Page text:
It’s a widely held view that the 1987 America’s Cup revived Fremantle’s fortunes and helped shape the port city’s development.
It's a widely held view that the 1987 America's Cup revived Fremantle's fortunes and helped shape the port city's development.
But what is less well recognised is the role the speculative property boom of the late 1980s and early 1990s, and the bust that followed it, played in opening the door for a new player in Western Australia's tertiary education sector.
The University of Notre Dame Australia moved into Fremantle's west end at a time when property owners were keen to offload their assets, opening its main campus in 1992 with just 70 students and an operating budget in six figures.
Today, the university has close to 7,000 students across three campuses - 5,500 in Fremantle - and $70 million in the coffers.
It's a transformation that has been moulded to a large degree by vice-chancellor Dr Peter Tannock, who will step down in July after 16 years in the role.
And while the university now offers undergraduate courses across eight schools, finding a niche in WA has been a slow process.
"It's a very informed market, and it took us quite a while to persuade the market and our prospective students that we were worth the commitment they had to make in order to come here," Dr Tannock told WA Business News.
The turning point came about eight years ago, when the university broke into the black for the first time.
Student enrolments also started to take off, trebling in the six years from 2002.
While Dr Tannock largely attributes this to time spent in the market, he said the environment of the Fremantle campus was a strong drawcard.
"In the early 1990s, most of the buildings in the west end of Fremantle were derelict and unoccupied. But partly, maybe even substantially, because of the university's presence in the west end, [it's turned around]. We've acquired or leased a lot of buildings down here and spent a lot of money," Dr Tannock said.
In fact, Notre Dame has invested more than $80 million in the area, buying and refurbishing buildings in partnership with local heritage architects, Marcus Collins and Associates.
It now has a footprint of 46 sites, only two of which will house new buildings.
This role of property developer has required the university to forge a good working relationship with the local council.
"I think it would be fair to say, when we started off the City of Fremantle had a mixed view of this so-called blessing of a university in the west end," Dr Tannock said.
"On the one hand, they liked the idea of these derelict, seemingly impossible-to-use buildings down here being used. On the other hand, they didn't want to be swamped by this university, and there were people saying [we were] blow-ins, 'they won't pay their way'."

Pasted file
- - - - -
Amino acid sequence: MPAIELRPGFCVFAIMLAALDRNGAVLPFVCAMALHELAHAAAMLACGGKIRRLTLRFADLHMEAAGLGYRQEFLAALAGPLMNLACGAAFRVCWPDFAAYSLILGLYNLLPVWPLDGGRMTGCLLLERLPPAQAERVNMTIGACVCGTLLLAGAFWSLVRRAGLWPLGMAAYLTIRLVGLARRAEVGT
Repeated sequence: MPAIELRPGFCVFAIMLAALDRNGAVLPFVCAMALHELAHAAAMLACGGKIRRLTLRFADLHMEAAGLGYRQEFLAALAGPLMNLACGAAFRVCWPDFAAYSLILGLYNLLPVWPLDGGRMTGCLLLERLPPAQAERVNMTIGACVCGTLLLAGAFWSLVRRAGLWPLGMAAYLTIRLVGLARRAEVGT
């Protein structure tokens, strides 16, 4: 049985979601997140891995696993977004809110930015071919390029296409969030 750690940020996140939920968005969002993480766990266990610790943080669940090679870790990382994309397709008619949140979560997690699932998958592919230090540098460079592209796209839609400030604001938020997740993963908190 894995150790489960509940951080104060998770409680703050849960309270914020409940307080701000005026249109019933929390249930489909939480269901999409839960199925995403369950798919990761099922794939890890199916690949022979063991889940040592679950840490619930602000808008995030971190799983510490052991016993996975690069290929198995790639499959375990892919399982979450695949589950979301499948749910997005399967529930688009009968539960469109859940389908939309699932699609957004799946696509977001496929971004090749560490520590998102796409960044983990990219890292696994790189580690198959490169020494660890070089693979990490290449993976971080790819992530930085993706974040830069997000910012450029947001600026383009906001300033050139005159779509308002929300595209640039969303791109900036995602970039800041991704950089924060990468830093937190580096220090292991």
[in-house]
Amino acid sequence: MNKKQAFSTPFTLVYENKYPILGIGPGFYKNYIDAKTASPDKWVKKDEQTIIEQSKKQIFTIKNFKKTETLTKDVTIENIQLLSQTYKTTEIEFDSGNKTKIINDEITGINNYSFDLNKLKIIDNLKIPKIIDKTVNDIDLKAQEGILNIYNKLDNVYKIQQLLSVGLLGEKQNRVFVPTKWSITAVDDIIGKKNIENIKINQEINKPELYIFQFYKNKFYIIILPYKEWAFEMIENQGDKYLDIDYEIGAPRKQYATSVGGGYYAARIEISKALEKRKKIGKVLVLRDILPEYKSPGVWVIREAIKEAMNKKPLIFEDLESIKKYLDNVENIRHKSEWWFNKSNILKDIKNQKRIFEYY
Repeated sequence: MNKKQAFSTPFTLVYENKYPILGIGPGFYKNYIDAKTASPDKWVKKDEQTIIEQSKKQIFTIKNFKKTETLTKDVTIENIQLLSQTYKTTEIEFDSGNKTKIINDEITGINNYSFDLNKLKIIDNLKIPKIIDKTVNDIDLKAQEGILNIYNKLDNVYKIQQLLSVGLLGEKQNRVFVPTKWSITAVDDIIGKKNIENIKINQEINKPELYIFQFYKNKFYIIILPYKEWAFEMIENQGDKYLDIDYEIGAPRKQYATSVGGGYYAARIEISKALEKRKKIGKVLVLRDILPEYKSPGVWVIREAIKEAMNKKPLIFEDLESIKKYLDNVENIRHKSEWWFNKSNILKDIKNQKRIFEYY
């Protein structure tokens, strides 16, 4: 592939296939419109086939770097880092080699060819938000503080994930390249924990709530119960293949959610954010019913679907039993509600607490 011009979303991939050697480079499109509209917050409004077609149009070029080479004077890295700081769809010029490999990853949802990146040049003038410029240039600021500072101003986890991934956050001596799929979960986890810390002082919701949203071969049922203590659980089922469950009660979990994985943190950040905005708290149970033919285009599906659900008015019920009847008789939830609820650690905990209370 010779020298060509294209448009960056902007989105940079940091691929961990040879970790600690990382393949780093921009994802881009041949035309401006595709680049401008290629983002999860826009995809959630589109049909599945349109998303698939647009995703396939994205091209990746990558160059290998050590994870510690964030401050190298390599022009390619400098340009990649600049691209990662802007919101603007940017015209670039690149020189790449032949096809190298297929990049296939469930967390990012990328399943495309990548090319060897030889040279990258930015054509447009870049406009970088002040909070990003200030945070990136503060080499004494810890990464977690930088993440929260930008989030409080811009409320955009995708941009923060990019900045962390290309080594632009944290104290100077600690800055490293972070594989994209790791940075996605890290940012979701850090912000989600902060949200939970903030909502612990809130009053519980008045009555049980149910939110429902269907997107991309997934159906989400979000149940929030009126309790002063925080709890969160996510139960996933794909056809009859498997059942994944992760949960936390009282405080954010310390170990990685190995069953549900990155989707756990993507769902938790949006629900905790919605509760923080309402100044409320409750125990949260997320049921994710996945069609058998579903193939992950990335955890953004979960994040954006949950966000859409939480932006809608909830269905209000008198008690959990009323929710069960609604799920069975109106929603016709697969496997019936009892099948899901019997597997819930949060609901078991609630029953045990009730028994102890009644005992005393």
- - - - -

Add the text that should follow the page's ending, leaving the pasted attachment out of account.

It was in about 2001, when a formal memorandum of understanding was signed between Notre Dame and the City of Fremantle, that the relationship was cemented.
The document set a physical boundary for the university's expansion, and included a financial agreement, whereby the university would pay the city money in lieu of rates.
Having secured its home, Notre Dame had to shore up its finances, sourced from both government funding and private donations.
Dr Tannock, who was instrumental in bringing on board some of the university's donors, as well as corporate backers such as Wesfarmers, believes Perth's relatively small size was an advantage.
"In some ways, I think it would have been much harder to start the Notre Dame model in a place like Melbourne or Sydney," he said.
"There's an advantage in starting in a place like Western Australia, because people are quite entrepreneurial. The lines of communication are short and people are prepared to give you a go."
From a brand recognition point of view, Dr Tannock said he realised the university was gaining traction when several of its law graduates started clerking with some of WA's most senior legal professionals.
"I also knew that we had somehow or other cracked it when I saw that the first-year undergraduate enrolments comprised not only large numbers of candidates from the Catholic schools in WA, but almost equally from the major independent schools," he said.
"You get 40 or 50 students from a year 12 class at some of those big independent girls' schools coming in - that's a good sign."
With federal government funding to the tertiary sector becoming more targeted, Notre Dame has agreed to focus on its core areas of health and education.
Its flagship undergraduate courses - nursing, teaching and medicine - will continue to attract the most resources, while others such as physiotherapy are expected to grow.
While securing accreditation from those professions, particularly medicine, was one of the bigger hurdles the university faced, Dr Tannock believes the battle has been won.
"This year some of the universities struggled to fill their places. We had an 11 per cent growth on our Fremantle campus in first-year enrolments," he said.
Dr Tannock, who was chairman of the WA Football Commission for 10 years and director of Catholic Education in WA, has no set plans for retirement.
He will hand over to incoming vice-chancellor and former head of the university's law school, Professor Celia Hammond, in July.
Professor Hammond has been employed at Notre Dame for 11 years, and has served as the university's general counsel and executive director of the vice-chancellery.